moisture streaming into the region well ahead of the upper low.
Expect clouds to increase Wed night and Thu, with a chance of rain
developing during the day, most likely across SLO and SBA County.
However, there are enough timing, strength and track differences
between the models to dramatically decrease the confidence in the
exact details.

The GFS is slower with the eastward progression, and if true,
southern and eastern sections of the forecast area would remain
dry on Thu, with well above normal temps continuing. The EC shows
rain overspreading much of the region during the day, possibly as
early as before daybreak on the Central Coast. The models have
also been flip-flopping with respect to the strength of the
frontal band and how well it will hold together as it moves south
of Point Conception. Both the EC and GFS show the upper low
opening up, lifting newd and weakening as it moves into Central
California late Thu night and Fri, but the EC shows the upper
system and the associated frontal band holding together much
better as it moves across the region. It brings significant
rain to the entire area, with heavy totals across SLO and SBA
Counties. The GFS shows decent rain across SLO and SBA Counties,
but much less in the way of rain farther south and east. With
so much uncertainty, have kept high chance pops in most areas,
although they will probably have to be bumped up later today, once
the WRF weighs in on the system.

There is still the potential for significant rain of an inch or
more across parts of the forecast area from this system, with
the threat of flash flooding and debris flows in recent burn
areas. This situation will be monitored very closely in the
coming days.

Rain Thu night and Fri morning should turn to showers later Fri,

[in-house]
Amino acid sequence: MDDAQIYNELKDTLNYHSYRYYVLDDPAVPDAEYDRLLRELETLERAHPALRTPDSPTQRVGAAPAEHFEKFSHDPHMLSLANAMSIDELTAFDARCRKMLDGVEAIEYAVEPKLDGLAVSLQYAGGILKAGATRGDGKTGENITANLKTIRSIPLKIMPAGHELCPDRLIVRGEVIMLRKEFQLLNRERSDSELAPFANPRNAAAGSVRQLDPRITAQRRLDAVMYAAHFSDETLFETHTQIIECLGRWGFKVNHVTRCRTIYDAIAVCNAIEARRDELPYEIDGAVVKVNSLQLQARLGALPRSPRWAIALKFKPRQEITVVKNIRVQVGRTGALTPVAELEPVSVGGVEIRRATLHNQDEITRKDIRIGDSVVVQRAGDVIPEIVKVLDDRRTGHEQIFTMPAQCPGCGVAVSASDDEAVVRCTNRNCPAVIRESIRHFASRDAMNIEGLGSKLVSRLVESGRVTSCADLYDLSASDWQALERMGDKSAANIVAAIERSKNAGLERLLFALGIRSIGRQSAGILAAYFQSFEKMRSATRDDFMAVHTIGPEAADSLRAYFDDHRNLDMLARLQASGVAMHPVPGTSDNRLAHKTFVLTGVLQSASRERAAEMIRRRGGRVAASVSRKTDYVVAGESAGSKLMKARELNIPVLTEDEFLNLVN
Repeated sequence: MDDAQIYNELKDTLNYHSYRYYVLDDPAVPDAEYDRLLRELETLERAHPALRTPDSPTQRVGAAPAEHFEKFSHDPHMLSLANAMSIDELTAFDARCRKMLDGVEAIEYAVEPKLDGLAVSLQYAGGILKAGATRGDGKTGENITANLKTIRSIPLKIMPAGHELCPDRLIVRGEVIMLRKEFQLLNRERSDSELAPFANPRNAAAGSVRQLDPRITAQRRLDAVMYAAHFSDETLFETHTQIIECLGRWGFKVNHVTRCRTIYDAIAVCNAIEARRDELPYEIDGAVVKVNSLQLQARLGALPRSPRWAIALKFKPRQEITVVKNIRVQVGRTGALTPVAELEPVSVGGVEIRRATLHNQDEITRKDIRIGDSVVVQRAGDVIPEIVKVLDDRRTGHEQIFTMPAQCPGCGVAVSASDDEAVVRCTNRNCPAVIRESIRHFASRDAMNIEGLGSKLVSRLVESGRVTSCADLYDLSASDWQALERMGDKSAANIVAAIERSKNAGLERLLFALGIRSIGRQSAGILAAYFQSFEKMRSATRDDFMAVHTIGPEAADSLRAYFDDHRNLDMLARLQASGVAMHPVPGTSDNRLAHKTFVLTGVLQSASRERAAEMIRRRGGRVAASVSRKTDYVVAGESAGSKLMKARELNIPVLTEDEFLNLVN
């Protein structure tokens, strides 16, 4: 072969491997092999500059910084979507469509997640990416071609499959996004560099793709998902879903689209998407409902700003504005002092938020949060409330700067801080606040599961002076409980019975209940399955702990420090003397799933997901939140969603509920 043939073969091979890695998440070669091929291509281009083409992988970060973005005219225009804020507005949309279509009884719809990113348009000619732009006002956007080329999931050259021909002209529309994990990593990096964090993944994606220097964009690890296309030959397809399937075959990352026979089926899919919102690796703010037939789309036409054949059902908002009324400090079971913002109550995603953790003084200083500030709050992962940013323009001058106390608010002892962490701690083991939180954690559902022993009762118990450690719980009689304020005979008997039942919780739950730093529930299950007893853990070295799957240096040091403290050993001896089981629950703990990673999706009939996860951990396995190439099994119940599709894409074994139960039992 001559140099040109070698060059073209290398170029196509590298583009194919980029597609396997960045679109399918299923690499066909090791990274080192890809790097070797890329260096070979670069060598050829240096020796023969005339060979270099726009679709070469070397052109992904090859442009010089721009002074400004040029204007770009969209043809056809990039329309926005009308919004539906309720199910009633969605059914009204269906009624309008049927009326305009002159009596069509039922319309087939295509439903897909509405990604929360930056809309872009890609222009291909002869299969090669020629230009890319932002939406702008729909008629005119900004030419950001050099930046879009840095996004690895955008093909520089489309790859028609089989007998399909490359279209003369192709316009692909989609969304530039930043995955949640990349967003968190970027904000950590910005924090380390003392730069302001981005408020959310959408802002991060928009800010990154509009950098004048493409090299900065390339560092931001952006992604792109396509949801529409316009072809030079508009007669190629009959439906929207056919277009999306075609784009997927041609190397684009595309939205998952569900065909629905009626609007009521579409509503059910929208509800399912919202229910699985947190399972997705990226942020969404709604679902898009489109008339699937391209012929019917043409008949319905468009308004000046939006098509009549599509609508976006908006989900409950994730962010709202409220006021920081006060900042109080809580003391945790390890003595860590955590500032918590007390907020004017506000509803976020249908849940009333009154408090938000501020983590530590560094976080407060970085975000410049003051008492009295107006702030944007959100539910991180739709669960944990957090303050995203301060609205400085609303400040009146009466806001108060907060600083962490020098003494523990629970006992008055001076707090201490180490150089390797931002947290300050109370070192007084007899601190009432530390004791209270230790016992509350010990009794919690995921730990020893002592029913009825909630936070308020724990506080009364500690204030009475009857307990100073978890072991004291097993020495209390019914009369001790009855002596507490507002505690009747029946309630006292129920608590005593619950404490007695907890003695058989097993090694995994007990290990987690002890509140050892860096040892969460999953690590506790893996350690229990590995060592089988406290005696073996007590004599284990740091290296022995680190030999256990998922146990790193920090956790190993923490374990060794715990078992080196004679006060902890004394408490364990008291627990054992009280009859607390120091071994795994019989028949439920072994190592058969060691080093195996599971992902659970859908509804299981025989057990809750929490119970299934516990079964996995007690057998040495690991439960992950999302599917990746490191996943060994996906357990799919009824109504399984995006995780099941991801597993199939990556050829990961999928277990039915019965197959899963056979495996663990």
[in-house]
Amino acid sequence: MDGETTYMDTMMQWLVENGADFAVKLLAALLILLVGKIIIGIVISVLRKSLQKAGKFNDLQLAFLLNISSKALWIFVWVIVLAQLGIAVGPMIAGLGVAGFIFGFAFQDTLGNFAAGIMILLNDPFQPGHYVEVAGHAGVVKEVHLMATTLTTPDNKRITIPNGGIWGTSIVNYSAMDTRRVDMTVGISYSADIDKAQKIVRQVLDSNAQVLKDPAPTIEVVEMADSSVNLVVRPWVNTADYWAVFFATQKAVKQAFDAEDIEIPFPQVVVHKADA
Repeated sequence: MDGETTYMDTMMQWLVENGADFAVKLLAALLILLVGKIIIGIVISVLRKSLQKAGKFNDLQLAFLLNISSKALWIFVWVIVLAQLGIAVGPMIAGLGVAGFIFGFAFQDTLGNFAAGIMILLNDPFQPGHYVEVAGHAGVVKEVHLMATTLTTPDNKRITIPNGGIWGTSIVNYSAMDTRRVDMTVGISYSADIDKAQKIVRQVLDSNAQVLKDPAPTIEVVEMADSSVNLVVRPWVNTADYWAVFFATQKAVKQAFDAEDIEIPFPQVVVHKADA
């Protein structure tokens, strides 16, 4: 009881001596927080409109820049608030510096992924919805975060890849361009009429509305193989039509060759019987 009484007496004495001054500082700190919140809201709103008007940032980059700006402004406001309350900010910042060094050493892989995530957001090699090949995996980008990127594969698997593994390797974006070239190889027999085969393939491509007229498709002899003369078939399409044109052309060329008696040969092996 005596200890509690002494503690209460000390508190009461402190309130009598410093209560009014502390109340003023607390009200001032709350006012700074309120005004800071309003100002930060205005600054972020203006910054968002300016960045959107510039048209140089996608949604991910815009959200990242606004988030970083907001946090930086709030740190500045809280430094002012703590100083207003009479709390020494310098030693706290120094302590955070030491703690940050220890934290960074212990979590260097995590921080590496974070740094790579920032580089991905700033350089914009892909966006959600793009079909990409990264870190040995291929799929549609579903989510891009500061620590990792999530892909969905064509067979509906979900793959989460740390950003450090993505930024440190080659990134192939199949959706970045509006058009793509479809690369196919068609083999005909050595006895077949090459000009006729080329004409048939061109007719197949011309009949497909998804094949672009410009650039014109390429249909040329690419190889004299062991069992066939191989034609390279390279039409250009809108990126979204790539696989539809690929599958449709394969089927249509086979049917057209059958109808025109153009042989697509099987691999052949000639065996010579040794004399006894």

and it will be much cooler. The models show an unsettled weather
pattern continuing through the weekend, with broad and moist
cyclonic southwesterly flow aloft lingering. The GFS keeps a
slight chance of rain Fri night through the weekend, while the EC
shows some drying. Both models show another upper low approaching
the West Coast on Sunday, with an increasing chance of additional
rain for the area.



At 1626Z at KLAX...there was just a hint of a marine layer, but a
more apt description would be a deep moist layer.

The model data shows ample moisture lingering in the forecast area
for the next 24 hours. Skies will continue to range from partly
to mostly cloudy. There is moderate confidence in the forecast
with the primary difficulty in specifying the exact height of the

KLAX and KBUR...Moderate confidence in L.A. county coast and vly
TAFs with varying ceiling heights over the next 24 hours. The
coverage will also vary from sct to bkn.


.MARINE...24/900 AM

There is a slight chance of thunderstorms across the southern
waters through the morning hours.

There is high confidence that winds and seas will remain below
SCA levels through at least Wed night.





SYNOPSIS...KJ is the U.S. government's official web portal to all federal, state and local government web resources and services.